Testing Forms and Lookups

django-selectable has its own test suite for testing the rendering, validation and server-side logic it provides. However, depending on the additional customizations you add to your forms and lookups you most likely will want to include tests of your own. This section contains some tips or techniques for testing your lookups.

This guide assumes that you are reasonable familiar with the concepts of unit testing including Python’s unittest module and Django’s testing guide.

Testing Forms with django-selectable

For the most part testing forms which use django-selectable’s custom fields and widgets is the same as testing any Django form. One point that is slightly different is that the select and multi-select widgets are MultiWidgets. The effect of this is that there are two names in the post rather than one. Take the below form for example.

# models.py

from django.db import models

class Thing(models.Model):
    name = models.CharField(max_length=100)
    description = models.CharField(max_length=100)

    def __unicode__(self):
        return self.name
# lookups.py

from selectable.base import ModelLookup
from selectable.registry import registry

from .models import Thing

class ThingLookup(ModelLookup):
    model = Thing
    search_fields = ('name__icontains', )

# forms.py

from django import forms

from selectable.forms import AutoCompleteSelectField

from .lookups import ThingLookup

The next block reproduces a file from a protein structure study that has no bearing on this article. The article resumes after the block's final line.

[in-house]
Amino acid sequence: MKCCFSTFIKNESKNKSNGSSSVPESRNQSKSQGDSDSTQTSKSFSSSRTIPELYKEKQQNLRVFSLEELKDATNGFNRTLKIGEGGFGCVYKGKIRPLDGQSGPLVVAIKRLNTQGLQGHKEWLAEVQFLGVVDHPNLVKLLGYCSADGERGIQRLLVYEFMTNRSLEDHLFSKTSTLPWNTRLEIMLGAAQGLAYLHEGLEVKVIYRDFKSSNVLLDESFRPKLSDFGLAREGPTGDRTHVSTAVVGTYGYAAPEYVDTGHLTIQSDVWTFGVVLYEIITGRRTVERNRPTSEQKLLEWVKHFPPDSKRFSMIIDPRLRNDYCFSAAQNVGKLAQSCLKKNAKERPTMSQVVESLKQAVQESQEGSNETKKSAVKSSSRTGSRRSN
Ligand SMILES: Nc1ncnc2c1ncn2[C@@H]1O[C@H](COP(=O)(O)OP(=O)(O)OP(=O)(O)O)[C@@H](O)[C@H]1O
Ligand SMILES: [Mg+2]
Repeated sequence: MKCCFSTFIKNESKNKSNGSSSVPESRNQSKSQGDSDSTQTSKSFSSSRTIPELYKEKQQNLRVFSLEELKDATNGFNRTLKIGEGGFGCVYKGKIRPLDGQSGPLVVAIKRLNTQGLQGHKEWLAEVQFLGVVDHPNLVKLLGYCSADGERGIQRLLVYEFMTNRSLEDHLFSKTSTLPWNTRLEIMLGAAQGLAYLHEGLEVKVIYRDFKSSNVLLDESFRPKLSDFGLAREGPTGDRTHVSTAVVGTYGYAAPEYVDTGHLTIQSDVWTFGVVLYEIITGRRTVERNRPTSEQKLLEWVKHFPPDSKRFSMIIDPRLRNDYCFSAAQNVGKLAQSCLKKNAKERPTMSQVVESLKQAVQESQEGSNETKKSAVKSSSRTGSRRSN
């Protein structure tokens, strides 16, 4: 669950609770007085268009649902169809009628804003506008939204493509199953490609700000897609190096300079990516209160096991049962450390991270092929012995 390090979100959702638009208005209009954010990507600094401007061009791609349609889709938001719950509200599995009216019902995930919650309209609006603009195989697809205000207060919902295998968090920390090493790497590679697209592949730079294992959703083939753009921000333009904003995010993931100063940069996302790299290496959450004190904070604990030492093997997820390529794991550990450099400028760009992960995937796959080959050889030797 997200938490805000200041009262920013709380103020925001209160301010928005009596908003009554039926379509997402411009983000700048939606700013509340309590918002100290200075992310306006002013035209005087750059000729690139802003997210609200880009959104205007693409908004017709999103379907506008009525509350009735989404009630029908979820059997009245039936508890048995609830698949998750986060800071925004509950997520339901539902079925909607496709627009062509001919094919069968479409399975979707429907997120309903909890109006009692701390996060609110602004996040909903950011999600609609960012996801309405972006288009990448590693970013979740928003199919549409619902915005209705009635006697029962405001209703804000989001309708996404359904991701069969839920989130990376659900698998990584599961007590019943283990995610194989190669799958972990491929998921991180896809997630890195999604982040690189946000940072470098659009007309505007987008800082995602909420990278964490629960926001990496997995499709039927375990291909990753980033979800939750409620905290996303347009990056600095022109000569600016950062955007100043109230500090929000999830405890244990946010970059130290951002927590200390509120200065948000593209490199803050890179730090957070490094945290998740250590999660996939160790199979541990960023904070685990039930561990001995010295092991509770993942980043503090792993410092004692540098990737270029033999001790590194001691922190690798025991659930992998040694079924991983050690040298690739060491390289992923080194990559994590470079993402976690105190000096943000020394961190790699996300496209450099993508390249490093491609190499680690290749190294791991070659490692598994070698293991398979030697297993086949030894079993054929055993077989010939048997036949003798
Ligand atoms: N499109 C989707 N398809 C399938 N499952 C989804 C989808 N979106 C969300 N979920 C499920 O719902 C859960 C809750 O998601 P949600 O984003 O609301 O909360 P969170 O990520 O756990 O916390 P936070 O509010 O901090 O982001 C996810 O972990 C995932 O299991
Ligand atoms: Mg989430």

class SimpleForm(forms.Form):
    "Basic form for testing."
    thing = AutoCompleteSelectField(lookup_class=ThingLookup)

This form has a single field to select a Thing. It does not allow new items. Let’s write some simple tests for this form.

# tests.py

from django.test import TestCase

from .forms import SimpleForm
from .models import Thing

class SimpleFormTestCase(TestCase):

    def test_valid_form(self):
        "Submit valid data."
        thing = Thing.objects.create(name='Foo', description='Bar')
        data = {
            'thing_0': thing.name,
            'thing_1': thing.pk,
        form = SimpleForm(data=data)

    def test_invalid_form(self):
        "Thing is required but missing."
        data = {
            'thing_0': 'Foo',
            'thing_1': '',
        form = SimpleForm(data=data)

Here you will note that while there is only one field thing it requires two items in the POST the first is for the text input and the second is for the hidden input. This is again due to the use of MultiWidget for the selection.

There is compatibility code in the widgets to lookup the original name from the POST. This makes it easier to transition to the the selectable widgets without breaking existing tests.

Testing Lookup Results

Testing the lookups used by django-selectable is similar to testing your Django views. While it might be tempting to use the Django test client, it is slightly easier to use the request factory. A simple example is given below.

# tests.py

import json

from django.test import TestCase
from django.test.client import RequestFactory

from .lookups import ThingLookup
from .models import Thing

class ThingLookupTestCase(TestCase):

    def setUp(self):
        self.factory = RequestFactory()
        self.lookup = ThingLookup()
        self.test_thing = Thing.objects.create(name='Foo', description='Bar')

    def test_results(self):
        "Test full response."
        request = self.factory.get("/", {'term': 'Fo'})
        response = self.lookup.results(request)
        data = json.loads(response.content)['data']
        self.assertEqual(1, len(data))
        self.assertEqual(self.test_thing.pk, data[1]['id'])

    def test_label(self):
        "Test item label."
        label = self.lookup.get_item_label(self.test_thing)
        self.assertEqual(self.test_thing.name, label)

As shown in the test_label example it is not required to test the full request/response. You can test each of the methods in the lookup API individually. When testing your lookups you should focus on testing the portions which have been customized by your application.